Is It A Threat To Call Someone A ‘Rodef’?


Death threat or overreaction? That’s the question at the core of a dispute between a former chasidic student now advocating for more secular education at yeshivas like his and the editor of a major daily newspaper for Orthodox Jews.

The debate is over the use of the term “rodef” and its plural, “rodfim,” which, in rabbinical law, refers to a person intent on murder who must be stopped.

In an op-ed published in Hamodia and headline “Not When It Comes To Our Children!”, columnist Rabbi Abraham Y. Heschel cited Rabbi Yisrael Meir Kagan (1839-1933), the influential ethicist better known as the Chofetz Chaim, as saying that when Jews “seek to harm the chinuch [Jewish education] system …  [T]hey are considered to be rodfim! When they seek to thrust a knife into the children, we are obligated to be moser nefesh [self-sacrificing] to save them!” 

Although he didn’t name the group in his essay, Rabbi Heschel made clear that the rodfim in question are supporters of the secular education advocacy group Young Advocates For Fair Education. Naftuli Moster, founding director of Yaffed, sees the article as a clear incitement to violence. His prime example: Israeli Prime Minister Yitzhak Rabin, who was deemed a rodef by several rabbis just weeks before Israeli extremist Yigal Amir assassinated him.

Noting the “graphic imagery of us coming at their children with a knife,” Moster said, “I am actually afraid.” He added that his status as an opponent to the chasidic education system has already garnered him vague threats that concern him. One was a voicemail that said: “Do you think we’re going to let this go on much longer?” He said he thinks twice before giving out his address on public meeting sign-in sheets. At one presentation he gave, he was asked “How are you not dead?”

Moster’s group maintains that a number of boys’ yeshivas do not comply with New York State law in providing the required hours of secular education.

Several Orthodox rabbis told The Jewish Week that Hamodia readers would not take the term “rodef” literally.   

“It tends to be an expression,” said Rabbi Tsvi Blanchard, who teaches religion and law at Fordham University. “It’s a negative expression but if somebody told me somebody is a rodef, I would not think he was trying to tell me that I was entitled to take physical force against them.”

Rabbi David Zwiebel, executive vice president of Agudath Israel, the charedi umbrella organization, agreed. “In some contexts it [use of the term rodef] is serious, I suppose, but in this context it’s not,” he said.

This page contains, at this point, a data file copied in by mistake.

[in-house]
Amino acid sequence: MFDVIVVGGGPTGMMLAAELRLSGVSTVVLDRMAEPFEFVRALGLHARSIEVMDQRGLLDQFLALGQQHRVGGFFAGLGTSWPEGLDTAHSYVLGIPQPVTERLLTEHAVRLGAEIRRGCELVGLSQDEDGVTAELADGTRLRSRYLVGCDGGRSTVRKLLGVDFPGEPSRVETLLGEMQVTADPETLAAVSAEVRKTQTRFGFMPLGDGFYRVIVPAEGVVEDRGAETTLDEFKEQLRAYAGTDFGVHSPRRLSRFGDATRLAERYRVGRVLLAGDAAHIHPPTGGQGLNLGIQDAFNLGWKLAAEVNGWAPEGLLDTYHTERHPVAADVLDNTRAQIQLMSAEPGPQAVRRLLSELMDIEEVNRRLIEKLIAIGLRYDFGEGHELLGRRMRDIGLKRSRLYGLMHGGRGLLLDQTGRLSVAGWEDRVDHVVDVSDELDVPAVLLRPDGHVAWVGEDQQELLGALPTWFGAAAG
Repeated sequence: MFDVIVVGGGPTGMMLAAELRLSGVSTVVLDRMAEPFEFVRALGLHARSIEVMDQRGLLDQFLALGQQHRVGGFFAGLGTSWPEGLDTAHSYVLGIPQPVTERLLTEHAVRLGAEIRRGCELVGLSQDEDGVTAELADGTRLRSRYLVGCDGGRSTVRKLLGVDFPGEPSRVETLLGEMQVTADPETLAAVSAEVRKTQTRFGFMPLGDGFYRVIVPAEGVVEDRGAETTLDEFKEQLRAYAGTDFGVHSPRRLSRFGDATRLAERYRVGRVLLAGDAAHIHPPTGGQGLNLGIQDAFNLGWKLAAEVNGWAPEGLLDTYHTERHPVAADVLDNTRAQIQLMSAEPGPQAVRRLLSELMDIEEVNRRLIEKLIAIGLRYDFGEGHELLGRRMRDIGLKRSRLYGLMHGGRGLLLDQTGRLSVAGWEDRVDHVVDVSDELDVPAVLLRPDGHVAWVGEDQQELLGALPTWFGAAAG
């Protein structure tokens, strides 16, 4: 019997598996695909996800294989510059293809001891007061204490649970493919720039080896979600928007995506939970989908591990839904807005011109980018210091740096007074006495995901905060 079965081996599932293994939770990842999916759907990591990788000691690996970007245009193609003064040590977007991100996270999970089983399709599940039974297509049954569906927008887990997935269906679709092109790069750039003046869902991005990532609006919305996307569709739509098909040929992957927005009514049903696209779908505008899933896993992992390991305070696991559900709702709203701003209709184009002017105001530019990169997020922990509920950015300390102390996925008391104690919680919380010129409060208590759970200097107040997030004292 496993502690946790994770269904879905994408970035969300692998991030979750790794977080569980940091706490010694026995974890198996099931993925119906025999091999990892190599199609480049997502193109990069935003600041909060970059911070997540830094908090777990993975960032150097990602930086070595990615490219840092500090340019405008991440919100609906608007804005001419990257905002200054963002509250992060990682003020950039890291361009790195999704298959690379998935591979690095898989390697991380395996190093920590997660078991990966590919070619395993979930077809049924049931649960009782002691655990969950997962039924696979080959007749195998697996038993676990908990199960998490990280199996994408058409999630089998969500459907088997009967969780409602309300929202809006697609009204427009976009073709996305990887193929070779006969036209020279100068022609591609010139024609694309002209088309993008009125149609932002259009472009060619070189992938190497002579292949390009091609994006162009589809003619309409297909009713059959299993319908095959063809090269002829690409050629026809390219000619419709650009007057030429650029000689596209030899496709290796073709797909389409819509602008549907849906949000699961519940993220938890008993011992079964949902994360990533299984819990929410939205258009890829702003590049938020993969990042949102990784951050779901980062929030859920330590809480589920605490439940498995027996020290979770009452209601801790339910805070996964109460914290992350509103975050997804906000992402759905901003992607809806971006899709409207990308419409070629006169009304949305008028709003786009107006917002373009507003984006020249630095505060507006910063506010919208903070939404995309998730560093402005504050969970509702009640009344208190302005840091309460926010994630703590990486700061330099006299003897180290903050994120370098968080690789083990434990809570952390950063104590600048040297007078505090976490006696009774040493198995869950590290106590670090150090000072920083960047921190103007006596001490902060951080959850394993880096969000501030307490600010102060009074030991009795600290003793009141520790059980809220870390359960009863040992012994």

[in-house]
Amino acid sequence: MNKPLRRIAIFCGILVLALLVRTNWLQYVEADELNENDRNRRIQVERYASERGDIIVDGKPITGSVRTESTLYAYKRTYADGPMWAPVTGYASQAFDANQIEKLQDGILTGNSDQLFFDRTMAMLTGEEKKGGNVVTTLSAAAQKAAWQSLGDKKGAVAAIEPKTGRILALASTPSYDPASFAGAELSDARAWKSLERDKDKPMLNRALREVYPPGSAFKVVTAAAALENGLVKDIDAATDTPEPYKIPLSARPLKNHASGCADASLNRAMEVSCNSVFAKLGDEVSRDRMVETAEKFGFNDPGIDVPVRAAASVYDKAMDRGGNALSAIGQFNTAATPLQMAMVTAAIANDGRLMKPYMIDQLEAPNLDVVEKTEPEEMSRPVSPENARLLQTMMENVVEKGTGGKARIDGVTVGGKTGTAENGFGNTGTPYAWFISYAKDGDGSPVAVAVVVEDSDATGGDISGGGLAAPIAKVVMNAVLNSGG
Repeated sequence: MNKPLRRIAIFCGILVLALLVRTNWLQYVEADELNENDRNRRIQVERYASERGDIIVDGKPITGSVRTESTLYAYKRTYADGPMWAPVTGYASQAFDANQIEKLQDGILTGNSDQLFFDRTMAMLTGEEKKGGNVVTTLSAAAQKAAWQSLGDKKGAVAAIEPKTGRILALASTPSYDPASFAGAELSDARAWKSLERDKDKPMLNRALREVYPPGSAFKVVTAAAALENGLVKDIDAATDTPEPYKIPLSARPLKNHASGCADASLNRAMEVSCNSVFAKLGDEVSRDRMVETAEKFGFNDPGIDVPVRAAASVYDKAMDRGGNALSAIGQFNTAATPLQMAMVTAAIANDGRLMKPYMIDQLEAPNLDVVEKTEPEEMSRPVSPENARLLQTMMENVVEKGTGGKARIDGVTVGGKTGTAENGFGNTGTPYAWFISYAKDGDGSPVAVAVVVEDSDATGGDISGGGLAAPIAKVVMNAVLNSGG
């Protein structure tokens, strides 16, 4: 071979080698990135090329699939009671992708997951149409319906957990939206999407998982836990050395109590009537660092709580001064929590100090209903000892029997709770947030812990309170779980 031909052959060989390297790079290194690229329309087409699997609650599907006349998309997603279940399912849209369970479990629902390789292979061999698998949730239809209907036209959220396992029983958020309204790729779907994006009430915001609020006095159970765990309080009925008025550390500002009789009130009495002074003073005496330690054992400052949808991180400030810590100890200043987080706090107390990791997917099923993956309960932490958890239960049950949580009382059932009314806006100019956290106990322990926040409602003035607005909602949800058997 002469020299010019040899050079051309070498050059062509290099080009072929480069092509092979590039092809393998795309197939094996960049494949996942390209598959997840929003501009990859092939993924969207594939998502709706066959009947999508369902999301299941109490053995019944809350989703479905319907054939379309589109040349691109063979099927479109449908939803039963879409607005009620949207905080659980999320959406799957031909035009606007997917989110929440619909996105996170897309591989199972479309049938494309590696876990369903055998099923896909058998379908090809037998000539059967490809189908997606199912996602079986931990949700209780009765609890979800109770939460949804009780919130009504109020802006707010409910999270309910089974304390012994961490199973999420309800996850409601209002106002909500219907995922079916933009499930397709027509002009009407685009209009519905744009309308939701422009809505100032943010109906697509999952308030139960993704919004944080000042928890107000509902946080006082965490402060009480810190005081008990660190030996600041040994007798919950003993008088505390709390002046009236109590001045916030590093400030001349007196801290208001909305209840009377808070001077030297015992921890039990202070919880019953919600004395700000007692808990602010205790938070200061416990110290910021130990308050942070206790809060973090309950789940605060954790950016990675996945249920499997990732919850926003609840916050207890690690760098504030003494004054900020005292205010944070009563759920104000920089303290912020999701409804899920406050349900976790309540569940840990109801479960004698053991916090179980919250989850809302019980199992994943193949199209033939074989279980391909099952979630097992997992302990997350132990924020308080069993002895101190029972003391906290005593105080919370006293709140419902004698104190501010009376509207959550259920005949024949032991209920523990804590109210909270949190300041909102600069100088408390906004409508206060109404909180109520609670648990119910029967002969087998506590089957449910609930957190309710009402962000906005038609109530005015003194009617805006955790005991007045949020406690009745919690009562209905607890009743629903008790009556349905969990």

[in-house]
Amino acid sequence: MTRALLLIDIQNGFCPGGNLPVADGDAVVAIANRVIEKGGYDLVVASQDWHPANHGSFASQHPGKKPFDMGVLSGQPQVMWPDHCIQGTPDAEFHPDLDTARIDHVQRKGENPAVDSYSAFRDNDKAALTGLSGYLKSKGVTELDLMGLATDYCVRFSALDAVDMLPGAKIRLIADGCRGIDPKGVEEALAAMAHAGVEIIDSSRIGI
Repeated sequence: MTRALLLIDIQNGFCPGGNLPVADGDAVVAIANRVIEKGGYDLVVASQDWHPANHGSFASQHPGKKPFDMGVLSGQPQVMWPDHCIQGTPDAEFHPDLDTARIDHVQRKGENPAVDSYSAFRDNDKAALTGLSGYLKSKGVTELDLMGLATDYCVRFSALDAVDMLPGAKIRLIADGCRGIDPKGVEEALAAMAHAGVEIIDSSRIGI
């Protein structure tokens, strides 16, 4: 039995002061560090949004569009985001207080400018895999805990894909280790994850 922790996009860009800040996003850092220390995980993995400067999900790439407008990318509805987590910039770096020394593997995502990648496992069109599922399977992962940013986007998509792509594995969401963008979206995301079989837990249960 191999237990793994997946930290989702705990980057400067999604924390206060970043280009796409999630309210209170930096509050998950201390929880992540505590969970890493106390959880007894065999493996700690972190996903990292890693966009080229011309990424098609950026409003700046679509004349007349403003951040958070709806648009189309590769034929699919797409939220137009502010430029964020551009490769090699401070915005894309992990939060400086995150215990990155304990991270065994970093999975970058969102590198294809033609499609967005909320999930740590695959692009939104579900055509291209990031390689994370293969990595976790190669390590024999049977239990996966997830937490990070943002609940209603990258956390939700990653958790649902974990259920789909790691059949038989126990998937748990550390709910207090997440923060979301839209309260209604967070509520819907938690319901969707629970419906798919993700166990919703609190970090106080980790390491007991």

The threat of violence is to be expected “when you get involved in issues and you take positions,” Rabbi Zwiebel said. “I’ve received threats that I take more seriously” than being called a rodef, he said. While there may be animosity toward Yaffed, he added, “nothing that Rabbi Heschel wrote will contribute to an atmosphere that will encourage people to physical violence.”

Moster said that may be true for most people but “all it takes is one.” 

He cited the 15-year-old girl in Pakistan who was shot in the head by a member of the Taliban for her advocacy for girls’ education. He also noted the 2011 incident in New Square in which a man was set on fire for not praying at the shul with the rest of his community. 

“We’ve seen extreme elements take matters into their own hands,” he said.

While all the rabbis consulted by The Jewish Week confirmed that calling someone a “rodef” is not always to be taken literally, one, Rabbi Yair Hoffman, whom Moster describes as a frequent critic of Yaffed, called out Rabbi Heschel for using the term. Rabbi Hoffman wrote an op-ed titled “Words Matter: Rabbi Makes Serious Usage Error” on the Orthodox website Vos Iz Neias (Yiddish for What’s News?) The article said Rabbi Heschel was right to criticize Yaffed but that it was careless of him to use the term “rodfim,” which, he said, Moster will no doubt use to “falsely portray” Rabbi Heschel’s intentions.

But to Moster the meaning was clear. He said he “immediately understood what it meant” when he read Rabbi Heschel’s essay and began “shaking.” He filed a police report charging harassment with the 18th Precinct in Manhattan, where Yaffed’s office is. He then asked Jackson Heights Councilman Daniel Dromm to write a letter to NYPD Commissioner James P. O’Neill asking him to investigate the threat, which Dromm did.

Hamodia executive editor Ruth Lichtenstein responded by having the paper’s attorney send Commissioner O’Neill a letter asking him to investigate Dromm’s misuse of city resources and unlawful attempt to try to impinge on the paper’s free speech.

Commissioner O’Neill did not respond to a request for comment.